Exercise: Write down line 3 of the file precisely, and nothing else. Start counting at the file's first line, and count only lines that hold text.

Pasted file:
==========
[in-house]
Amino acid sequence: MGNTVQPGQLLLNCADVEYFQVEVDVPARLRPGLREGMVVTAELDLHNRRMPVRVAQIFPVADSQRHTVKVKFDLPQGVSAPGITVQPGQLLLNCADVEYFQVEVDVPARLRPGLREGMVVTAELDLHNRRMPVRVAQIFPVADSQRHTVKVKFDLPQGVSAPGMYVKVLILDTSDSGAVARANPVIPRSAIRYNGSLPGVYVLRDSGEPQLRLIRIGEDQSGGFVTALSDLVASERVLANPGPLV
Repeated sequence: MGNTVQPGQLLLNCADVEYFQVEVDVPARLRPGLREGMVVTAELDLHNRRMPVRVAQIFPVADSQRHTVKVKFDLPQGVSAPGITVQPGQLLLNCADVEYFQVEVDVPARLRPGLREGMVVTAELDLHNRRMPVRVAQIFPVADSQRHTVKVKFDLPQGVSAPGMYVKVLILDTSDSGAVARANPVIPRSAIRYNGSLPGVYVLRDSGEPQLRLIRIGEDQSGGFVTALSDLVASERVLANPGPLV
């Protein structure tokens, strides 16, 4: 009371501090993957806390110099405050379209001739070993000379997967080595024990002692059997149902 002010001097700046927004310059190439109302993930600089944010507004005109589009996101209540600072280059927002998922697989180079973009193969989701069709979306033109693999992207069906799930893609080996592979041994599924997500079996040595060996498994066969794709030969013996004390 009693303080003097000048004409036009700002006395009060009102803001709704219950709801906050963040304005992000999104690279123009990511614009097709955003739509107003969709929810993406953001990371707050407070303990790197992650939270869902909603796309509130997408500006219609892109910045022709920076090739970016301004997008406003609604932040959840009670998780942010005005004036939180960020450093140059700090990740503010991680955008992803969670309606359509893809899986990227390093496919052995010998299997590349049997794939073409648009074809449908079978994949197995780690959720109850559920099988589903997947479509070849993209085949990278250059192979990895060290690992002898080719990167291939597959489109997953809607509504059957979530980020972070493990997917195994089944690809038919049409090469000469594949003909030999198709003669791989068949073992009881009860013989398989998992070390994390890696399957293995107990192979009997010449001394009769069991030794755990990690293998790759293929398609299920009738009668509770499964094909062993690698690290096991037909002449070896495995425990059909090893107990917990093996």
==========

Repeated sequence: MGNTVQPGQLLLNCADVEYFQVEVDVPARLRPGLREGMVVTAELDLHNRRMPVRVAQIFPVADSQRHTVKVKFDLPQGVSAPGITVQPGQLLLNCADVEYFQVEVDVPARLRPGLREGMVVTAELDLHNRRMPVRVAQIFPVADSQRHTVKVKFDLPQGVSAPGMYVKVLILDTSDSGAVARANPVIPRSAIRYNGSLPGVYVLRDSGEPQLRLIRIGEDQSGGFVTALSDLVASERVLANPGPLV